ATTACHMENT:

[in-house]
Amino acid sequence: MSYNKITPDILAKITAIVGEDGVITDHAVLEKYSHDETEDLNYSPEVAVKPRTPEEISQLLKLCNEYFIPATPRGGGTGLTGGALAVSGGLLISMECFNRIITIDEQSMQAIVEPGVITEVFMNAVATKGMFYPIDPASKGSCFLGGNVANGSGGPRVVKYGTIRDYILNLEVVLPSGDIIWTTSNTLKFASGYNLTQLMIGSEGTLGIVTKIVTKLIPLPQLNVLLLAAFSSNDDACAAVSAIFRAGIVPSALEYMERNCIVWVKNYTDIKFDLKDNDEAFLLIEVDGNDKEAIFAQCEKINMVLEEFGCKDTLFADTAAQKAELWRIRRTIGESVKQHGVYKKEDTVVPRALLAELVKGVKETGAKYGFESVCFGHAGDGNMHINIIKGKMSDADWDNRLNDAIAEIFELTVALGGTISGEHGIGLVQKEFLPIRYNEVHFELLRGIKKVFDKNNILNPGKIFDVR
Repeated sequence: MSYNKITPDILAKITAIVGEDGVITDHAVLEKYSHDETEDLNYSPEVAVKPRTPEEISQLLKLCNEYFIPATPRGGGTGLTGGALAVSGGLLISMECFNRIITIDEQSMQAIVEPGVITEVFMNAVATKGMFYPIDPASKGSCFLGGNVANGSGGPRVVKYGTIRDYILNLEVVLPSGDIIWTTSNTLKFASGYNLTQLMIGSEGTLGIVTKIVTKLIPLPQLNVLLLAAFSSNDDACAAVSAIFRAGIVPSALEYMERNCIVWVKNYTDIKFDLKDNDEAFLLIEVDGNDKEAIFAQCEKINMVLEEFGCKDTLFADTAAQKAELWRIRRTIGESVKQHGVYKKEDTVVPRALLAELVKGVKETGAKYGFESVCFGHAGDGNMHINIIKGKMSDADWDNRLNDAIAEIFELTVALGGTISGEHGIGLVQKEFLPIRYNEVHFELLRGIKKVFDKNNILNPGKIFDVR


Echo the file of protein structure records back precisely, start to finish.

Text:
[in-house]
Amino acid sequence: MSYNKITPDILAKITAIVGEDGVITDHAVLEKYSHDETEDLNYSPEVAVKPRTPEEISQLLKLCNEYFIPATPRGGGTGLTGGALAVSGGLLISMECFNRIITIDEQSMQAIVEPGVITEVFMNAVATKGMFYPIDPASKGSCFLGGNVANGSGGPRVVKYGTIRDYILNLEVVLPSGDIIWTTSNTLKFASGYNLTQLMIGSEGTLGIVTKIVTKLIPLPQLNVLLLAAFSSNDDACAAVSAIFRAGIVPSALEYMERNCIVWVKNYTDIKFDLKDNDEAFLLIEVDGNDKEAIFAQCEKINMVLEEFGCKDTLFADTAAQKAELWRIRRTIGESVKQHGVYKKEDTVVPRALLAELVKGVKETGAKYGFESVCFGHAGDGNMHINIIKGKMSDADWDNRLNDAIAEIFELTVALGGTISGEHGIGLVQKEFLPIRYNEVHFELLRGIKKVFDKNNILNPGKIFDVR
Repeated sequence: MSYNKITPDILAKITAIVGEDGVITDHAVLEKYSHDETEDLNYSPEVAVKPRTPEEISQLLKLCNEYFIPATPRGGGTGLTGGALAVSGGLLISMECFNRIITIDEQSMQAIVEPGVITEVFMNAVATKGMFYPIDPASKGSCFLGGNVANGSGGPRVVKYGTIRDYILNLEVVLPSGDIIWTTSNTLKFASGYNLTQLMIGSEGTLGIVTKIVTKLIPLPQLNVLLLAAFSSNDDACAAVSAIFRAGIVPSALEYMERNCIVWVKNYTDIKFDLKDNDEAFLLIEVDGNDKEAIFAQCEKINMVLEEFGCKDTLFADTAAQKAELWRIRRTIGESVKQHGVYKKEDTVVPRALLAELVKGVKETGAKYGFESVCFGHAGDGNMHINIIKGKMSDADWDNRLNDAIAEIFELTVALGGTISGEHGIGLVQKEFLPIRYNEVHFELLRGIKKVFDKNNILNPGKIFDVR